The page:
Alfredo Sendim is nuts about acorns. Some 300 hectares of oak trees cover his family estate, Herdade do Freixo do Meio, in the northern Alentejo region. The acorns are fed to his 300 pata negra (black hoof) pigs, which in turn provide the presunto (cured ham) which he sells in his shop, named after his estate, in Lisbon’s Mercado da Ribeira. Alongside the ham and other organic produce from the estate – including rice, olive oil, chicken, turkey, beef, beans and chickpeas – Alfredo sells “acorn coffee”, made from roasted nuts, and bread and biscuits made from acorn flour.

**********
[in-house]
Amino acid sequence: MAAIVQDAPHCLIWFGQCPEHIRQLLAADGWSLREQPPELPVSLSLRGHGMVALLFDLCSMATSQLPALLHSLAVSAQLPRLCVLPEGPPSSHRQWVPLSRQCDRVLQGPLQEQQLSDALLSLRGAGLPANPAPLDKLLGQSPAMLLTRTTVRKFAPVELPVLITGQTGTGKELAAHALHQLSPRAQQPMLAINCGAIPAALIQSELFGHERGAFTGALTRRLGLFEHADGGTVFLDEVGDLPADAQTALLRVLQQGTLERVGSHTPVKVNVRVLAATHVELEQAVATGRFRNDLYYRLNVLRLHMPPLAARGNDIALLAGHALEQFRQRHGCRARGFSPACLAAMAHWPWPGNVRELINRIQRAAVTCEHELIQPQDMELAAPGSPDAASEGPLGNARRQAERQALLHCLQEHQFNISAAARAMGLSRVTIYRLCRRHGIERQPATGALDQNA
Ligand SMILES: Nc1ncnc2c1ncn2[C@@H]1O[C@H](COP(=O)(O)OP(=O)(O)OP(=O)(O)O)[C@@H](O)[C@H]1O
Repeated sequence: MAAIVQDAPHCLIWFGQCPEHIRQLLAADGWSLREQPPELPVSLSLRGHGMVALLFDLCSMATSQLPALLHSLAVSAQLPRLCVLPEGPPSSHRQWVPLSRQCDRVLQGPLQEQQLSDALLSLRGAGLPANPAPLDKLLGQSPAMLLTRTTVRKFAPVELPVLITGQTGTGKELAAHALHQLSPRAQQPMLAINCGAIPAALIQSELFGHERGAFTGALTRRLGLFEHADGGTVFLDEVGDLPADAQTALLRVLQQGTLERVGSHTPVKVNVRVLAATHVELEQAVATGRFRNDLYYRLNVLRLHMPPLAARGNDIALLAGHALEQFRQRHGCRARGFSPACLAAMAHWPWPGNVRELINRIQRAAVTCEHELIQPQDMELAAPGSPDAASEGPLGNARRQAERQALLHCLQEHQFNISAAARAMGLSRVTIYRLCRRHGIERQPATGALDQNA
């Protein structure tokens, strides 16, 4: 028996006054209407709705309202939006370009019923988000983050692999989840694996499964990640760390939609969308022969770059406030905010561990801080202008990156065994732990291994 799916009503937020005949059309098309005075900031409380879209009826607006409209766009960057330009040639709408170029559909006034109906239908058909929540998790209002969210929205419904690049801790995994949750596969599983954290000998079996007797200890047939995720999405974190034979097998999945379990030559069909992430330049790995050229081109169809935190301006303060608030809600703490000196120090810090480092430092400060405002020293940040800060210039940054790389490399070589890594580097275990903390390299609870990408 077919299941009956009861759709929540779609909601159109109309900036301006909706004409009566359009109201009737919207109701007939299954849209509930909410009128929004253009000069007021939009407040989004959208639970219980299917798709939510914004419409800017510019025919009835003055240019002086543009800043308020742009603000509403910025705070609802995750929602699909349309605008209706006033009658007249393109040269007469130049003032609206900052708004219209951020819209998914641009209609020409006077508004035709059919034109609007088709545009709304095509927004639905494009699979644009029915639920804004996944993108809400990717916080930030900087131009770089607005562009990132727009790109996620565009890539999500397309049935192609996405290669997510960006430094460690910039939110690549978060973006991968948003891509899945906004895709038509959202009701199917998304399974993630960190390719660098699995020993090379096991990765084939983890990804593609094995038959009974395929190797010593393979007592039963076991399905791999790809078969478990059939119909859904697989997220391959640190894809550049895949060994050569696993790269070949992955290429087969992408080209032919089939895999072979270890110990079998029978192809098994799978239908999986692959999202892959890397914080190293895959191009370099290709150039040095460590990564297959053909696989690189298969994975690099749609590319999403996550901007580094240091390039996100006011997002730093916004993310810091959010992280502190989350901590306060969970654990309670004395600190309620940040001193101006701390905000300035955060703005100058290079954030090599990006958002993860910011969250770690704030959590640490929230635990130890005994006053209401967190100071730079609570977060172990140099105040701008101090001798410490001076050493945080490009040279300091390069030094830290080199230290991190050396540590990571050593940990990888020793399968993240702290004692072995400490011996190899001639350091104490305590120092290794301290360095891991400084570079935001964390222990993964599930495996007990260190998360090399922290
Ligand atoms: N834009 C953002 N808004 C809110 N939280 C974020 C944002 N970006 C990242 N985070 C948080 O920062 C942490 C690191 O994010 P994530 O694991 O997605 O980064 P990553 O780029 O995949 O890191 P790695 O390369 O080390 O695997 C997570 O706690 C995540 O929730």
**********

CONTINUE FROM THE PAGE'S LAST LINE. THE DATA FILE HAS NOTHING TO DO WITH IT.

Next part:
When he is not on the farm or in his shop, he is busy promoting sustainable produce on TV or researching the nutritional value of acorns with the Católica university in Porto . “Acorns are a powerful anti-oxidant,” he says. “They have a type of fat similar to olive oil, are gluten-free and can replace almonds, cereals or potatoes.”